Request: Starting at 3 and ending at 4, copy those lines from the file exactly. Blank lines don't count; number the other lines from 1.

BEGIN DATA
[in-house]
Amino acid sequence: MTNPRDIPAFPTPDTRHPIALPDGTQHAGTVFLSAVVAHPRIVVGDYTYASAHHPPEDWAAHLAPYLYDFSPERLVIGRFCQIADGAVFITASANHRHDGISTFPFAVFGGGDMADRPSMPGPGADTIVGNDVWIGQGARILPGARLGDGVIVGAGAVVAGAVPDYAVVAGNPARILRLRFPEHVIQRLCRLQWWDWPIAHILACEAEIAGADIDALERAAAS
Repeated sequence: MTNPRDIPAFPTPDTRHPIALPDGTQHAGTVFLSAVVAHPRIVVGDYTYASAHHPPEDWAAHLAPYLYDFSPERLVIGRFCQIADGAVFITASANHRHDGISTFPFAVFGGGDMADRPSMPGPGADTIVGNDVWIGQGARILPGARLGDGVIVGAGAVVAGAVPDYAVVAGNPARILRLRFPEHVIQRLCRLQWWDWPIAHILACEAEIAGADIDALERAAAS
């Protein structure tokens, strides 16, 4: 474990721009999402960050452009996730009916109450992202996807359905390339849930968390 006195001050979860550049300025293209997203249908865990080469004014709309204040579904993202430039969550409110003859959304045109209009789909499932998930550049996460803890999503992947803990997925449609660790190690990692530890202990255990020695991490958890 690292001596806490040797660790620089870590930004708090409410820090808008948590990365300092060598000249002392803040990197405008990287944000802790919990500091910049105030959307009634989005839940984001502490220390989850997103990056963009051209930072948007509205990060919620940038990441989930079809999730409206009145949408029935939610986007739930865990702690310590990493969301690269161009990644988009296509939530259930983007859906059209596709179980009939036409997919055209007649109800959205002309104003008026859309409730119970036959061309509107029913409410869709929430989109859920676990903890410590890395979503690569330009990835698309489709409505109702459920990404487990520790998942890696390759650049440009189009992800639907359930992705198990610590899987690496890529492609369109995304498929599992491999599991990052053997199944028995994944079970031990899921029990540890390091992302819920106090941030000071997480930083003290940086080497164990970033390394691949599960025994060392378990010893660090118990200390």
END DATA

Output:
Repeated sequence: MTNPRDIPAFPTPDTRHPIALPDGTQHAGTVFLSAVVAHPRIVVGDYTYASAHHPPEDWAAHLAPYLYDFSPERLVIGRFCQIADGAVFITASANHRHDGISTFPFAVFGGGDMADRPSMPGPGADTIVGNDVWIGQGARILPGARLGDGVIVGAGAVVAGAVPDYAVVAGNPARILRLRFPEHVIQRLCRLQWWDWPIAHILACEAEIAGADIDALERAAAS
């Protein structure tokens, strides 16, 4: 474990721009999402960050452009996730009916109450992202996807359905390339849930968390 006195001050979860550049300025293209997203249908865990080469004014709309204040579904993202430039969550409110003859959304045109209009789909499932998930550049996460803890999503992947803990997925449609660790190690990692530890202990255990020695991490958890 690292001596806490040797660790620089870590930004708090409410820090808008948590990365300092060598000249002392803040990197405008990287944000802790919990500091910049105030959307009634989005839940984001502490220390989850997103990056963009051209930072948007509205990060919620940038990441989930079809999730409206009145949408029935939610986007739930865990702690310590990493969301690269161009990644988009296509939530259930983007859906059209596709179980009939036409997919055209007649109800959205002309104003008026859309409730119970036959061309509107029913409410869709929430989109859920676990903890410590890395979503690569330009990835698309489709409505109702459920990404487990520790998942890696390759650049440009189009992800639907359930992705198990610590899987690496890529492609369109995304498929599992491999599991990052053997199944028995994944079970031990899921029990540890390091992302819920106090941030000071997480930083003290940086080497164990970033390394691949599960025994060392378990010893660090118990200390």